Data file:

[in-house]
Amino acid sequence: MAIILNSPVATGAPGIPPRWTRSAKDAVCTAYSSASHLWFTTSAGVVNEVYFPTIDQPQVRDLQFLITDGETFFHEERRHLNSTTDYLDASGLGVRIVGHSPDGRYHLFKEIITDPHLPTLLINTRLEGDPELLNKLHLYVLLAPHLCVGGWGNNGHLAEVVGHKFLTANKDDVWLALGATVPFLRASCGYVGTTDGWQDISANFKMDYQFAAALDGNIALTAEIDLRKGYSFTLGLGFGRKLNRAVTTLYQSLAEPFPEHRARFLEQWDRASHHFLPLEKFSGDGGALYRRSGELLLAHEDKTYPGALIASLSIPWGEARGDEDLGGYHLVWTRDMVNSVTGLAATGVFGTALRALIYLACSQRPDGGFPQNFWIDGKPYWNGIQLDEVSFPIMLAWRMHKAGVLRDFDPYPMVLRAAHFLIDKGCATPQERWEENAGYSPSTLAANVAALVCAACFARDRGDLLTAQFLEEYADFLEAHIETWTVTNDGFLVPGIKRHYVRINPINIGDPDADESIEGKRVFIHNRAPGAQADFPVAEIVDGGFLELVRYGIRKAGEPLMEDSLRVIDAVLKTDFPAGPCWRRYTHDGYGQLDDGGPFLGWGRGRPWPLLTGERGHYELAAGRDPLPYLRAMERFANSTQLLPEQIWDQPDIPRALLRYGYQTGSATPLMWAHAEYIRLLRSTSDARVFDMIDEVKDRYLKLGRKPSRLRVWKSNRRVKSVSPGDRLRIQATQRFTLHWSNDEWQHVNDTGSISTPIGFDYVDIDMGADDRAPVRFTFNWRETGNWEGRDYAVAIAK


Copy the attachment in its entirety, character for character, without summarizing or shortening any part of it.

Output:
[in-house]
Amino acid sequence: MAIILNSPVATGAPGIPPRWTRSAKDAVCTAYSSASHLWFTTSAGVVNEVYFPTIDQPQVRDLQFLITDGETFFHEERRHLNSTTDYLDASGLGVRIVGHSPDGRYHLFKEIITDPHLPTLLINTRLEGDPELLNKLHLYVLLAPHLCVGGWGNNGHLAEVVGHKFLTANKDDVWLALGATVPFLRASCGYVGTTDGWQDISANFKMDYQFAAALDGNIALTAEIDLRKGYSFTLGLGFGRKLNRAVTTLYQSLAEPFPEHRARFLEQWDRASHHFLPLEKFSGDGGALYRRSGELLLAHEDKTYPGALIASLSIPWGEARGDEDLGGYHLVWTRDMVNSVTGLAATGVFGTALRALIYLACSQRPDGGFPQNFWIDGKPYWNGIQLDEVSFPIMLAWRMHKAGVLRDFDPYPMVLRAAHFLIDKGCATPQERWEENAGYSPSTLAANVAALVCAACFARDRGDLLTAQFLEEYADFLEAHIETWTVTNDGFLVPGIKRHYVRINPINIGDPDADESIEGKRVFIHNRAPGAQADFPVAEIVDGGFLELVRYGIRKAGEPLMEDSLRVIDAVLKTDFPAGPCWRRYTHDGYGQLDDGGPFLGWGRGRPWPLLTGERGHYELAAGRDPLPYLRAMERFANSTQLLPEQIWDQPDIPRALLRYGYQTGSATPLMWAHAEYIRLLRSTSDARVFDMIDEVKDRYLKLGRKPSRLRVWKSNRRVKSVSPGDRLRIQATQRFTLHWSNDEWQHVNDTGSISTPIGFDYVDIDMGADDRAPVRFTFNWRETGNWEGRDYAVAIAK